til 1

Behaviour

behaviour blocks contain the q function whose runtime is being benchmarked. In a bench block, the behaviour block runtime is compared to either a timelimit, the runtime of a baseline block, or both. A bench block must have exactly one behaviour block.

Name Parent block Content Description allowed Abort on error
behaviour bench q function block yes no

Note: behaviour may alternatively be spelled behavior in the quke file.

Examples
behaviour
    til 20                                  // q function block
feature
     bench
         timelimit
             100                            // timelimit of 10 milliseconds

         baseline
             til 10000000                   // runtime approximately 10 milliseconds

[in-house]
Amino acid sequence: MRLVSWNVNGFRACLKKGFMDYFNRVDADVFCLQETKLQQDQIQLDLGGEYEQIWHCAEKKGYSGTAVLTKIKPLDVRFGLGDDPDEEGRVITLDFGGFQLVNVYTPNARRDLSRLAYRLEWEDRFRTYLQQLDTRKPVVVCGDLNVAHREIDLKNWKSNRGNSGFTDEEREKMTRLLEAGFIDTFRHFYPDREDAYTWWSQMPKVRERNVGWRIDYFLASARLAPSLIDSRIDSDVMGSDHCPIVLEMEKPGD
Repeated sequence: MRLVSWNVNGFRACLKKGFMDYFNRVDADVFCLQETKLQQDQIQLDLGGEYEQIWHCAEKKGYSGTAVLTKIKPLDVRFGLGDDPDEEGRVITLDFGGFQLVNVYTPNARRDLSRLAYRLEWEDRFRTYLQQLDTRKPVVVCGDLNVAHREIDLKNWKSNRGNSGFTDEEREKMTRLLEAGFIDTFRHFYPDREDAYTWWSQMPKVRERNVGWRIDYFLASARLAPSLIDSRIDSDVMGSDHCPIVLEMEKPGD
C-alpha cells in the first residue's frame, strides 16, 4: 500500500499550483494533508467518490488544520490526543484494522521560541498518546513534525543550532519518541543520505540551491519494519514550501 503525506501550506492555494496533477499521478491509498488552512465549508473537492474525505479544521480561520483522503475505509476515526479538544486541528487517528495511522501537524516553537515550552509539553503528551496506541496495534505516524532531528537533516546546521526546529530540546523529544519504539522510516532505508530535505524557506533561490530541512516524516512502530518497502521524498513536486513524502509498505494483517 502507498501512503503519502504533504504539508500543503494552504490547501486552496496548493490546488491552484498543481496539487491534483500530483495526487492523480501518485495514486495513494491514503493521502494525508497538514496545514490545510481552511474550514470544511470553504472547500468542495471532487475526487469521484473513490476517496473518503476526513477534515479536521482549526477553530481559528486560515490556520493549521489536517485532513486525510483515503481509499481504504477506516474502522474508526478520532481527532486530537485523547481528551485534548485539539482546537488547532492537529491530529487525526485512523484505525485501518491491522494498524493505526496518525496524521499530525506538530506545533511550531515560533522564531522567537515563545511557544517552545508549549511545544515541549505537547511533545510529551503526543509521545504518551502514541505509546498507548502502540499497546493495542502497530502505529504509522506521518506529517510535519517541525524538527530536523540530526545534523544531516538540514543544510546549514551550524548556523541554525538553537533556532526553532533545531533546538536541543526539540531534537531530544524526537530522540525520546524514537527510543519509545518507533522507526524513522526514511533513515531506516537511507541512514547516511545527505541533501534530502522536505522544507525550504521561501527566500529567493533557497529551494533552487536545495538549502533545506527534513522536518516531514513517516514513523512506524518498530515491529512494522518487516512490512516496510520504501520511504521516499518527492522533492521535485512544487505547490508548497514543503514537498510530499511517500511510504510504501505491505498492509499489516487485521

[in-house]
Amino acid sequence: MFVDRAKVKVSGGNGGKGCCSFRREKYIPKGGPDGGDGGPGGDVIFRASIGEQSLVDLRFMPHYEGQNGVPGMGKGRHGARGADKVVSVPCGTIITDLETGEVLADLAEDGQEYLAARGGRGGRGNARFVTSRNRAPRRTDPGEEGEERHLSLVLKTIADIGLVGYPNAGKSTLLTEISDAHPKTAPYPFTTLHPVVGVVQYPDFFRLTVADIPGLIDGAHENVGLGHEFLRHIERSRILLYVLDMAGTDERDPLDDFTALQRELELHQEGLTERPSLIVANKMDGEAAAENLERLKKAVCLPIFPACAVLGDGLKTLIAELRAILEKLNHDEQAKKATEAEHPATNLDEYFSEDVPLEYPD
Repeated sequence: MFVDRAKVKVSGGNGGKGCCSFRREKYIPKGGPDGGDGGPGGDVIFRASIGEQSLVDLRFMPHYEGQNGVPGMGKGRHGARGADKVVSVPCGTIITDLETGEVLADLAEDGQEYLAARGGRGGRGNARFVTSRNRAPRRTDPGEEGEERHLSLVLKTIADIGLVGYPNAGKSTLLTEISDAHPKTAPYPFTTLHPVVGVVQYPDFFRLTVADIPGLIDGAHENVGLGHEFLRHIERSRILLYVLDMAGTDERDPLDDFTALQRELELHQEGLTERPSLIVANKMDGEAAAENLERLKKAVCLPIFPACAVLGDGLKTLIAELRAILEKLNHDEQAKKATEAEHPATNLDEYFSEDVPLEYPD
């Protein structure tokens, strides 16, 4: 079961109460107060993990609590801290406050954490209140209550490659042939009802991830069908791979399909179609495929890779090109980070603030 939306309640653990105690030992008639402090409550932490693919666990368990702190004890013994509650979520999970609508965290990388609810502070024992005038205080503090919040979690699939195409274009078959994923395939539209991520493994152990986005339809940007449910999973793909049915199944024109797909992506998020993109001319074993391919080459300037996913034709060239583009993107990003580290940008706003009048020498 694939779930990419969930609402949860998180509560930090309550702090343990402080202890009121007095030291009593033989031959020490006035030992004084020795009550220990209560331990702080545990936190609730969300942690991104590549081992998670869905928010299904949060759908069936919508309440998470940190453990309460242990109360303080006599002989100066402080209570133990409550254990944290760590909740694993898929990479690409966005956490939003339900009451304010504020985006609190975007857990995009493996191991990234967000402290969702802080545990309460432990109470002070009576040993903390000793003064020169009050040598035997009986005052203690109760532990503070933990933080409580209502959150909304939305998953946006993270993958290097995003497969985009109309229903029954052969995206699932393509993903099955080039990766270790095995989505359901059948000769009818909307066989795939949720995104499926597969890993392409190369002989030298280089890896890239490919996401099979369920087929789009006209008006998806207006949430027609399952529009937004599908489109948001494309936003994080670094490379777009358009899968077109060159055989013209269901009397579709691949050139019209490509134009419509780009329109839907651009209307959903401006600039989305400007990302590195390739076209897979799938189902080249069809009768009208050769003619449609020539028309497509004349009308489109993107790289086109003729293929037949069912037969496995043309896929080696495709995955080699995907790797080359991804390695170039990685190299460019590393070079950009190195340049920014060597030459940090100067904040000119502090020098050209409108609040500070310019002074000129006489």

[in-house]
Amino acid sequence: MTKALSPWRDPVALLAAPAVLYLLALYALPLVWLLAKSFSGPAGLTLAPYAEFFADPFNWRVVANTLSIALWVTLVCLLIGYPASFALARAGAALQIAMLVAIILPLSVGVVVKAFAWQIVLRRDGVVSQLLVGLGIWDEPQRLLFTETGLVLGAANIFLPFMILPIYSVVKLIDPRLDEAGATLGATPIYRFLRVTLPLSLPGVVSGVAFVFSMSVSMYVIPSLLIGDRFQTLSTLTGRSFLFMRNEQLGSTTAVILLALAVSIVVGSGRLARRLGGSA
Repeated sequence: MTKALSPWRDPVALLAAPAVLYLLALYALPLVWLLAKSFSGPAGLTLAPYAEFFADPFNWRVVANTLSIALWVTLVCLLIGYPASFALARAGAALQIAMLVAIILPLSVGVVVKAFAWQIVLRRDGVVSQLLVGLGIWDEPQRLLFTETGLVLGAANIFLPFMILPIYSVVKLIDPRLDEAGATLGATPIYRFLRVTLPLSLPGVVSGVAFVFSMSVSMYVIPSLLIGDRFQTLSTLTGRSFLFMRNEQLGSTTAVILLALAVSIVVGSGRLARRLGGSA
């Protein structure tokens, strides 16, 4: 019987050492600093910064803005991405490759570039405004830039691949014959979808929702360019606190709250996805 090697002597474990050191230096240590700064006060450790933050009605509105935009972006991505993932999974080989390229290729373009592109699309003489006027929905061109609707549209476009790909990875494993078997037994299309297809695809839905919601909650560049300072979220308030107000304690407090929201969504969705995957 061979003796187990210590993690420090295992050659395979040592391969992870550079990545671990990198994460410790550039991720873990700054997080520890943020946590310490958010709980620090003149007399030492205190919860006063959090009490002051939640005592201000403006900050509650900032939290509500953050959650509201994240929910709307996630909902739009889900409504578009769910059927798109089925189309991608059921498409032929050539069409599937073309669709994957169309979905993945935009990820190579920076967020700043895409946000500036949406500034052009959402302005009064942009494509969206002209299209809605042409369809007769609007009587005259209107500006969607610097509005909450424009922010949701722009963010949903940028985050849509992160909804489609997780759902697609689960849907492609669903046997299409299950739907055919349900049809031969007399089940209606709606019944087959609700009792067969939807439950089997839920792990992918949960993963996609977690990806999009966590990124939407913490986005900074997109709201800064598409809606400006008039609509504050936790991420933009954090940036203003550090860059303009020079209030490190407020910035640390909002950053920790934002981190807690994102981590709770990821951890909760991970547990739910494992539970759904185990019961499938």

behaviour may have a description   // behaviour blocks must be wrapped in bench blocks
             til 1                          // this will have a runtime within the baseline runtime and within the timelimit, and the test will pass

Baseline

baseline blocks contain the q function whose runtime is being compared to a behaviour block. A bench block may have at most one baseline block. A bench block must contain a baseline block if no timelimit block is present or if there is a tolerance block. If no tolerance block is present, the behaviour block must have a runtime less than or equal to the runtime of the baseline block to pass the Baseline test. If a tolerance block is present then the behaviour block must have a runtime within some percentages (set by the tolerance block) of the baseline block runtime to pass the Upper Tolerance and/or Lower Tolerance tests.

Name Parent block Content Description allowed Abort on error
baseline bench q function block yes no
Examples
baseline
    til 200                                 // q function block